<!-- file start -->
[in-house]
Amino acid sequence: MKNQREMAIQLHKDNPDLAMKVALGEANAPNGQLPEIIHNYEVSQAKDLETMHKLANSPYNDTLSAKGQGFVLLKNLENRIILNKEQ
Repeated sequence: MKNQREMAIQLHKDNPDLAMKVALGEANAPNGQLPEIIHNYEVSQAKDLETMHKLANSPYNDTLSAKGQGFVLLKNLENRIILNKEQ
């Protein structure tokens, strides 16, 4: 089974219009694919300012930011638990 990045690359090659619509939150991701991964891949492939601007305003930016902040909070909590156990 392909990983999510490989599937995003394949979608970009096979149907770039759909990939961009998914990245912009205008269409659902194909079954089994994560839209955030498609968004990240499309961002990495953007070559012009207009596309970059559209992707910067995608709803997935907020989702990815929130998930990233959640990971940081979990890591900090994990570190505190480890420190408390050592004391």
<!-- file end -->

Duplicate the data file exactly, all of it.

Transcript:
[in-house]
Amino acid sequence: MKNQREMAIQLHKDNPDLAMKVALGEANAPNGQLPEIIHNYEVSQAKDLETMHKLANSPYNDTLSAKGQGFVLLKNLENRIILNKEQ
Repeated sequence: MKNQREMAIQLHKDNPDLAMKVALGEANAPNGQLPEIIHNYEVSQAKDLETMHKLANSPYNDTLSAKGQGFVLLKNLENRIILNKEQ
């Protein structure tokens, strides 16, 4: 089974219009694919300012930011638990 990045690359090659619509939150991701991964891949492939601007305003930016902040909070909590156990 392909990983999510490989599937995003394949979608970009096979149907770039759909990939961009998914990245912009205008269409659902194909079954089994994560839209955030498609968004990240499309961002990495953007070559012009207009596309970059559209992707910067995608709803997935907020989702990815929130998930990233959640990971940081979990890591900090994990570190505190480890420190408390050592004391």